Wednesday, May 28, 2008

The World on a String

It was made to fly.

From the moment I hit the beach with my new kite, it struggled against my efforts to keep it grounded while I tied the string and secured the connections. When I finally released my grip, the aerodynamic array of crayons caught the wind and soared, tugging for more line, eager to ascend heights far beyond what my string would allow. My muscles strained against the upward pull, part of me afraid that I’d be swept off my feet, and all the rest hoping that I would.

To fly a kite is to experience the tension between freedom and control; letting go enough for it to fly while still managing to keep it in your grasp.

This is what it means to have the world on a string: to release something beautiful and watch, spellbound, as it takes flight-- never certain of the outcome, but exhilarated by a connection to something soaring beyond the limits of normal reach.

Conditions weren’t as favorable on my next kite-flying foray. Ill-winds buffeted my craft, sending it on frequent nosedives. One particularly nasty blast threw my kite into the clutches of the beach’s singular tree where it dangled just beyond my grasp.

Holding the limp string while my husband extracted the kite from the tangle of twigs and branches served as a grim reminder of life’s darker side: the days when we wish our ideas would take off but we end up hanging on to our dreams by nothing more than a frayed thread.

I’ve always viewed these kind of days as wasted time: sure, I might have learned a thing or two, but if I was on my “A” game, I’d already be airborne. Like many people, I’ve always viewed life as a journey. But I’m beginning to realize that despite being well-packed and eager, I’ve spent the past couple decades a bit fuzzy on the trip itinerary. I’ve skipped along under the assumption that, at least for earthly purposes, life was a one-way ticket toward some type of goal—after which, one lived like a kite on a stiff zephyr—reveling in the experience of living your purpose. Oh, of course there’d be trouble—even I’m not naive enough to doubt that—but it would all come to some sort of meaningful conclusion, not unlike that nasty flap between George Bailey and the bank examiner in It’s a Wonderful Life.

Last week, I realized that my cumulative thoughts concerning some TV viewing, a high school play and a funeral signaled a shift in the way I’m learning to view life.

Like the rest of America, I watched last week as newly-crowned American Idol David Cook sang “The Time of My Life.” A big Cook fan, I cheered along with the rest of his armchair supporters, all the time wondering just how many of us even recognize the time of our life when it happens. Chances are slim that any of us will have our defining moments documented live on national television amidst shower of confetti and thunderous applause.

Most of us can better relate to the fictional residents of Grover’s Corners, who some of my former students brought to life in a recent production of Our Town, which concerns the rather mundane comings and goings of small town life in the early 20th century. An omniscient stage manager makes it his business to keep the audience abreast of the town’s trivia, making endless wry observations along the way. “Once in a thousand times, it's interesting,” he observes at the end of the wedding scene, after giving a blow-by-blow of the humdrum minutiae Emily and George would likely weather: domestic challenges, bills, aging, and the like. When Emily later dies in childbirth--I suppose I should have issued an alert about the plot spoiler--she wistfully remembers the commonplace details of life--coffee, sunflowers, hot baths and ticking clocks—as she delivers the play’s key line: “Do any human beings ever realize life while they live it–every, every minute?”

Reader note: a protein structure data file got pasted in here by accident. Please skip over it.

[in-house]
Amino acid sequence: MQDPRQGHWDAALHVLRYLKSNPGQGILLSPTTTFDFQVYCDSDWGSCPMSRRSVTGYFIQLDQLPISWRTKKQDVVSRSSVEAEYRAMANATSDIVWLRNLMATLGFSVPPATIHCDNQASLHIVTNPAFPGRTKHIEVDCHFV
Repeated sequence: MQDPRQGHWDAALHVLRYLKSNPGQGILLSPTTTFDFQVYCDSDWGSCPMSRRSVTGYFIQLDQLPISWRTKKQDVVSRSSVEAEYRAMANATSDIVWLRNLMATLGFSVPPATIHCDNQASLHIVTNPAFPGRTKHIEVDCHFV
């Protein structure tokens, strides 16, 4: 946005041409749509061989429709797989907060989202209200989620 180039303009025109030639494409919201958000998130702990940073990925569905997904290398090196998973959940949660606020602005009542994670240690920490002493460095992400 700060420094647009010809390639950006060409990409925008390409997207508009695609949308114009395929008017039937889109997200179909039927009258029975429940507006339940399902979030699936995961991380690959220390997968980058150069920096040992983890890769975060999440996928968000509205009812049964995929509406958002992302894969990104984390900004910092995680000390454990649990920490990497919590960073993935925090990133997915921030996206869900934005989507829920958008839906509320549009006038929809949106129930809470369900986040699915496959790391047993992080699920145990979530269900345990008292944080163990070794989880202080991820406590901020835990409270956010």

Which brings me to the funeral. It was for our music minister—just 6 years my senior—who died unexpectedly in his sleep. He had a family, a lot of talent, and so much left to contribute to our church. Everything about his death seemed wrong. Everything but—as our senior minister ironically observed—the timing. Harmonious relationships, professional responsibilities humming along at full speed ….this man left earth with all the Important Stuff in tune. His life wasn’t defined by a single moment but by countless choices he made to touch the lives of others while seeking God’s purpose for his own. He lived in the same place as most of us: in a personal Grover’s Corners, drinking coffee, enjoying nature, and composing his own lyrics against the rhythm of the ticking clock.

It’s hard to say what will happen the next time I go kite flying. I have more string now, so maybe my kite will reach unexplored heights. It’s equally possible that I’m simply giving it more thread from which to precariously hang. Rise or fall, the story is still all about flight. Just like our lives. Whether we’ve got the world by a string or life seems to be hanging by a thread, we’re all just testing our wings against some pretty stiff wind. Fortunately, our lives aren’t measured by whether we reach the clouds or bite the dust, but by what we do with all the moments we spend on the launch pad.

We were made to fly.

Welcome to the time of your life.


Kayla McOink said...

You used my kite!
Its a good picture :-)

Catherine Wannabe said...

It is good to be reminded to soar on a day with no wind. Thanks!


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